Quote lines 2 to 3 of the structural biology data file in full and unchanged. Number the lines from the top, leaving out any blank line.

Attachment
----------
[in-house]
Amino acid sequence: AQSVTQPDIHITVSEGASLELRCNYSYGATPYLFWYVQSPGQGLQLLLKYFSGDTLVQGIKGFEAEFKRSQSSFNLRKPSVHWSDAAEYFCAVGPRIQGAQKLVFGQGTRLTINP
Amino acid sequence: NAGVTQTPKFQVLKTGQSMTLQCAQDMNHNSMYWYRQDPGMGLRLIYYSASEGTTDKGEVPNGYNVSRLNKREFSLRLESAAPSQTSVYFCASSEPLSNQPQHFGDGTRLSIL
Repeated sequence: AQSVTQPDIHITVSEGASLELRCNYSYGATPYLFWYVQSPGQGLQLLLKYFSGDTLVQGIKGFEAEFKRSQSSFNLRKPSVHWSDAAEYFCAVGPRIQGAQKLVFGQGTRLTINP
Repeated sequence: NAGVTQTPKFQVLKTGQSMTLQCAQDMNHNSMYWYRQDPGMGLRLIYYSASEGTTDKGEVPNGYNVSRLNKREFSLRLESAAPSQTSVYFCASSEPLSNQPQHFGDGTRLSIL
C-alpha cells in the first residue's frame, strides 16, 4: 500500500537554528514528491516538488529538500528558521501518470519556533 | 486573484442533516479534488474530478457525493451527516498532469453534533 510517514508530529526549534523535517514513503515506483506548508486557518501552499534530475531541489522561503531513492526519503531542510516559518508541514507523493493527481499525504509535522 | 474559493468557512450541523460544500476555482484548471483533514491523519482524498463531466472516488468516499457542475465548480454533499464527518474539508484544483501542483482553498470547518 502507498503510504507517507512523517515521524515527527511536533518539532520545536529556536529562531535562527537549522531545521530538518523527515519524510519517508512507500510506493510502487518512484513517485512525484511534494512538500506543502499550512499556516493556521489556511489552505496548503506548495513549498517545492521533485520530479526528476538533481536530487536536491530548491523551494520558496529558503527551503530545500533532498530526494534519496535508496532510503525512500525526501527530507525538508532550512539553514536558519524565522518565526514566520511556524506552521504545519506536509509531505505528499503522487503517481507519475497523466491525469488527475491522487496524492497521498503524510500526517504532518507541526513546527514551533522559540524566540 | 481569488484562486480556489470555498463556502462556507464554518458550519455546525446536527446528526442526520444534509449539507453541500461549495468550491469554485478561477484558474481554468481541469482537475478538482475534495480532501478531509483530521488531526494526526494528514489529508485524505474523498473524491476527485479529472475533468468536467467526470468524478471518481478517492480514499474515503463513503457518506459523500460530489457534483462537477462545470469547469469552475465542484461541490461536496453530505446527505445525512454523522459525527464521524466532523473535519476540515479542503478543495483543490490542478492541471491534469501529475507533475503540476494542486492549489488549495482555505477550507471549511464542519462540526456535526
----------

Amino acid sequence: AQSVTQPDIHITVSEGASLELRCNYSYGATPYLFWYVQSPGQGLQLLLKYFSGDTLVQGIKGFEAEFKRSQSSFNLRKPSVHWSDAAEYFCAVGPRIQGAQKLVFGQGTRLTINP
Amino acid sequence: NAGVTQTPKFQVLKTGQSMTLQCAQDMNHNSMYWYRQDPGMGLRLIYYSASEGTTDKGEVPNGYNVSRLNKREFSLRLESAAPSQTSVYFCASSEPLSNQPQHFGDGTRLSIL